20Training African Managers and Combating the “Brain Drain”

20.1. Introduction

With a continent in complete transformation, Africa has made considerable progress in terms of enrolment in primary and lower secondary classes. Nevertheless, “nearly 50 million children remain out of school and most of those who attend school do not acquire the basic skills needed to succeed in life”. According to a World Bank report (2018), Africa is facing a “serious learning crisis” that is undermining its economic growth and affecting the well-being of its population. Moreover, a study by the International Institute for Educational Planning (2016) shows that it is necessary “to ensure access for all to quality education on an equal footing and to promote lifelong learning opportunities”. But teacher shortages are a major barrier to the acquisition of the basic knowledge and “social” skills that students are expected to acquire in school, the same skills that will guide them throughout their lives.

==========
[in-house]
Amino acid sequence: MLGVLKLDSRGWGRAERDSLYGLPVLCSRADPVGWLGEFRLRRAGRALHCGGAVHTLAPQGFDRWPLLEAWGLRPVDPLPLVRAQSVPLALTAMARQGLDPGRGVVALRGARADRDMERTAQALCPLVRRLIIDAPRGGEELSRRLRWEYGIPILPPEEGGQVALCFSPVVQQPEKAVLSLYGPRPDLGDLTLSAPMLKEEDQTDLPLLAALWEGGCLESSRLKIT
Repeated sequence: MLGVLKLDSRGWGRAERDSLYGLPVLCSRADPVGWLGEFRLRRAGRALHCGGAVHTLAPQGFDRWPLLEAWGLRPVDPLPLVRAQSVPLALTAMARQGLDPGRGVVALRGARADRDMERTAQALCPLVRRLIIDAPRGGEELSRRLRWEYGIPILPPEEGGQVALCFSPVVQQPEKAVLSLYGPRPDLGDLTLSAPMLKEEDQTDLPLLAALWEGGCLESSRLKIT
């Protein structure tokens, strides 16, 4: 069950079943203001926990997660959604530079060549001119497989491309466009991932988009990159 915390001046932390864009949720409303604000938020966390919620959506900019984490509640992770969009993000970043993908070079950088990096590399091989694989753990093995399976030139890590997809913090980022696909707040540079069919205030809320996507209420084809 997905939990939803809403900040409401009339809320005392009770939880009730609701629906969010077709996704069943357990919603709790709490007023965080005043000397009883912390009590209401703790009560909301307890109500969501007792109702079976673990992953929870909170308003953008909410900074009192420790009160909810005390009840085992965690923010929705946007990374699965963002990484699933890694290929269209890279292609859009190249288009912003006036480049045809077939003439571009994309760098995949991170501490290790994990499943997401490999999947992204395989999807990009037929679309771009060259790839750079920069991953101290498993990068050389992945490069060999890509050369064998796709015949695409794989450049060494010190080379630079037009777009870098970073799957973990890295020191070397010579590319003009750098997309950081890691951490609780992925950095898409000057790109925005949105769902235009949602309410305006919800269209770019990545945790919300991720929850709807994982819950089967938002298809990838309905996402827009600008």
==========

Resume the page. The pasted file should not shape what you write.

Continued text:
It is obvious, without plagiarizing Bourdieu, that the environment plays a predominant role in the predestination of individuals and, in Africa, this is all the more true since there are only few alternative solutions, apart from denominational schools that do not always have as their goal the development of appropriate behaviors and postures in the business world.

With about 1,650 institutions that are too often in difficulty, higher education is also in a complicated situation. Too often, without ...

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